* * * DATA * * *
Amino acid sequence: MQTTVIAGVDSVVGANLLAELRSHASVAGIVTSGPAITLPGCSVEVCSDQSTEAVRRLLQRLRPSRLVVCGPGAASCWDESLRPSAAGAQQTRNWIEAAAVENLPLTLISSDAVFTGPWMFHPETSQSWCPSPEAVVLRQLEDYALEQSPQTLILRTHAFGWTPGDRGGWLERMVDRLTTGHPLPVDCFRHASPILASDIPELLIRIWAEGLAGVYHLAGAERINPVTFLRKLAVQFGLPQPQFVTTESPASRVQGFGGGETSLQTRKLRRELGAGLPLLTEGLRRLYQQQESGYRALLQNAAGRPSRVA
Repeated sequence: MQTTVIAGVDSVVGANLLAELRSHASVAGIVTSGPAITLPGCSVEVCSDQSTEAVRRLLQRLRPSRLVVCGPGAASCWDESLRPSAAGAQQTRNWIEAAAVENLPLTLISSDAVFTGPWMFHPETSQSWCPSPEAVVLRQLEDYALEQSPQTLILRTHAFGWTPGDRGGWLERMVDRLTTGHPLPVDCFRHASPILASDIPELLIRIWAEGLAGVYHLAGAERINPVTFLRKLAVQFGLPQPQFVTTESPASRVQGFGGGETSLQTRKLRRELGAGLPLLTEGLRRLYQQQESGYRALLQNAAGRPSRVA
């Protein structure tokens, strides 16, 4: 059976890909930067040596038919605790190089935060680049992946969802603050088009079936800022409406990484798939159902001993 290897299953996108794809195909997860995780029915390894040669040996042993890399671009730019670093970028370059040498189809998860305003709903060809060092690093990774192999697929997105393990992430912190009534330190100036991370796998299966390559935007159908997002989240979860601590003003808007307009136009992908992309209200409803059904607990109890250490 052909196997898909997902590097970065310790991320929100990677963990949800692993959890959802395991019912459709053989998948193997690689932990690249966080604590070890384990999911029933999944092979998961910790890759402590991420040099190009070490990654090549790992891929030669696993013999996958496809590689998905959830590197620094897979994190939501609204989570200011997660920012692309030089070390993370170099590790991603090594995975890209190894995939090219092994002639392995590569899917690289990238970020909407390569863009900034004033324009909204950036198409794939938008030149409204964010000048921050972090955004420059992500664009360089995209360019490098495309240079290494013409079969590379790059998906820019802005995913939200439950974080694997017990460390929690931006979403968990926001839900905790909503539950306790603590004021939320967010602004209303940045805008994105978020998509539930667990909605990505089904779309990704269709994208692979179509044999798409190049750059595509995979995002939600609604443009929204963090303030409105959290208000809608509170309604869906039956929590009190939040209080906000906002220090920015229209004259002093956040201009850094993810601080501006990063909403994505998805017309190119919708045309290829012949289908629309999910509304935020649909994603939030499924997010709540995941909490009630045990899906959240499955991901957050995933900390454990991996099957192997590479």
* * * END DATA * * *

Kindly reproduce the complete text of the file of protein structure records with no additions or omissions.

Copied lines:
Amino acid sequence: MQTTVIAGVDSVVGANLLAELRSHASVAGIVTSGPAITLPGCSVEVCSDQSTEAVRRLLQRLRPSRLVVCGPGAASCWDESLRPSAAGAQQTRNWIEAAAVENLPLTLISSDAVFTGPWMFHPETSQSWCPSPEAVVLRQLEDYALEQSPQTLILRTHAFGWTPGDRGGWLERMVDRLTTGHPLPVDCFRHASPILASDIPELLIRIWAEGLAGVYHLAGAERINPVTFLRKLAVQFGLPQPQFVTTESPASRVQGFGGGETSLQTRKLRRELGAGLPLLTEGLRRLYQQQESGYRALLQNAAGRPSRVA
Repeated sequence: MQTTVIAGVDSVVGANLLAELRSHASVAGIVTSGPAITLPGCSVEVCSDQSTEAVRRLLQRLRPSRLVVCGPGAASCWDESLRPSAAGAQQTRNWIEAAAVENLPLTLISSDAVFTGPWMFHPETSQSWCPSPEAVVLRQLEDYALEQSPQTLILRTHAFGWTPGDRGGWLERMVDRLTTGHPLPVDCFRHASPILASDIPELLIRIWAEGLAGVYHLAGAERINPVTFLRKLAVQFGLPQPQFVTTESPASRVQGFGGGETSLQTRKLRRELGAGLPLLTEGLRRLYQQQESGYRALLQNAAGRPSRVA
């Protein structure tokens, strides 16, 4: 059976890909930067040596038919605790190089935060680049992946969802603050088009079936800022409406990484798939159902001993 290897299953996108794809195909997860995780029915390894040669040996042993890399671009730019670093970028370059040498189809998860305003709903060809060092690093990774192999697929997105393990992430912190009534330190100036991370796998299966390559935007159908997002989240979860601590003003808007307009136009992908992309209200409803059904607990109890250490 052909196997898909997902590097970065310790991320929100990677963990949800692993959890959802395991019912459709053989998948193997690689932990690249966080604590070890384990999911029933999944092979998961910790890759402590991420040099190009070490990654090549790992891929030669696993013999996958496809590689998905959830590197620094897979994190939501609204989570200011997660920012692309030089070390993370170099590790991603090594995975890209190894995939090219092994002639392995590569899917690289990238970020909407390569863009900034004033324009909204950036198409794939938008030149409204964010000048921050972090955004420059992500664009360089995209360019490098495309240079290494013409079969590379790059998906820019802005995913939200439950974080694997017990460390929690931006979403968990926001839900905790909503539950306790603590004021939320967010602004209303940045805008994105978020998509539930667990909605990505089904779309990704269709994208692979179509044999798409190049750059595509995979995002939600609604443009929204963090303030409105959290208000809608509170309604869906039956929590009190939040209080906000906002220090920015229209004259002093956040201009850094993810601080501006990063909403994505998805017309190119919708045309290829012949289908629309999910509304935020649909994603939030499924997010709540995941909490009630045990899906959240499955991901957050995933900390454990991996099957192997590479």